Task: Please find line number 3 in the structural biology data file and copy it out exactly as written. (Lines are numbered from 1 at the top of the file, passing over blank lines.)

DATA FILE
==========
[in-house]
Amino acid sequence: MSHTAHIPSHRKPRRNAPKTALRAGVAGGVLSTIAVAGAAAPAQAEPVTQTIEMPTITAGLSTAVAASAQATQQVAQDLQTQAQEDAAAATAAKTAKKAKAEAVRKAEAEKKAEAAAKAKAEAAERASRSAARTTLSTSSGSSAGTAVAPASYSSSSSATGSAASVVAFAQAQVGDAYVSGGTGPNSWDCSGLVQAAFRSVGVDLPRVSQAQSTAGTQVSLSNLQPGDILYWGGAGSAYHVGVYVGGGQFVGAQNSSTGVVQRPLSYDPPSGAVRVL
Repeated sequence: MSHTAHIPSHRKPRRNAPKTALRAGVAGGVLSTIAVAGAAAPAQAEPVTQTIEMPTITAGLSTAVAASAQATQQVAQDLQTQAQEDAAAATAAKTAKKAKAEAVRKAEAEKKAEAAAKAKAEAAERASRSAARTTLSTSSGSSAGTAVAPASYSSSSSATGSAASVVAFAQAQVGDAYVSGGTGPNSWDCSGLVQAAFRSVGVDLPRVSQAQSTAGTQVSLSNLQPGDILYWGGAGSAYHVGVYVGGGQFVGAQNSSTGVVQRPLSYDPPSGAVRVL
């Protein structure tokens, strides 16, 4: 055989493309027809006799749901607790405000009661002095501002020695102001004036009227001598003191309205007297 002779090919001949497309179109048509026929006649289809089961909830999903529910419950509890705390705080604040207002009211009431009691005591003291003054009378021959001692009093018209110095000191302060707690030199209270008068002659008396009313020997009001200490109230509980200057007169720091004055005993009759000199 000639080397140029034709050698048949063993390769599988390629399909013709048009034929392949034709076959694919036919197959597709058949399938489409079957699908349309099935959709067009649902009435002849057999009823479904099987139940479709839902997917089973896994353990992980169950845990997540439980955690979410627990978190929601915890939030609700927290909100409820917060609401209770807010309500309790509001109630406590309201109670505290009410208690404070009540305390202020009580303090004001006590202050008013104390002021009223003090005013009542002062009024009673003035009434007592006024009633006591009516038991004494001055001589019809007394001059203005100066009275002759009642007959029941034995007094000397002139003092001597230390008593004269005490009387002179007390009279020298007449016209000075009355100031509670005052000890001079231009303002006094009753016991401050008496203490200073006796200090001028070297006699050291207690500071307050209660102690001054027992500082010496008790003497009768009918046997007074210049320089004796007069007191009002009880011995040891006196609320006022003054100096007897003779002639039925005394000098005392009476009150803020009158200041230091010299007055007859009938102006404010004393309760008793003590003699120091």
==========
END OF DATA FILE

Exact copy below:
Repeated sequence: MSHTAHIPSHRKPRRNAPKTALRAGVAGGVLSTIAVAGAAAPAQAEPVTQTIEMPTITAGLSTAVAASAQATQQVAQDLQTQAQEDAAAATAAKTAKKAKAEAVRKAEAEKKAEAAAKAKAEAAERASRSAARTTLSTSSGSSAGTAVAPASYSSSSSATGSAASVVAFAQAQVGDAYVSGGTGPNSWDCSGLVQAAFRSVGVDLPRVSQAQSTAGTQVSLSNLQPGDILYWGGAGSAYHVGVYVGGGQFVGAQNSSTGVVQRPLSYDPPSGAVRVL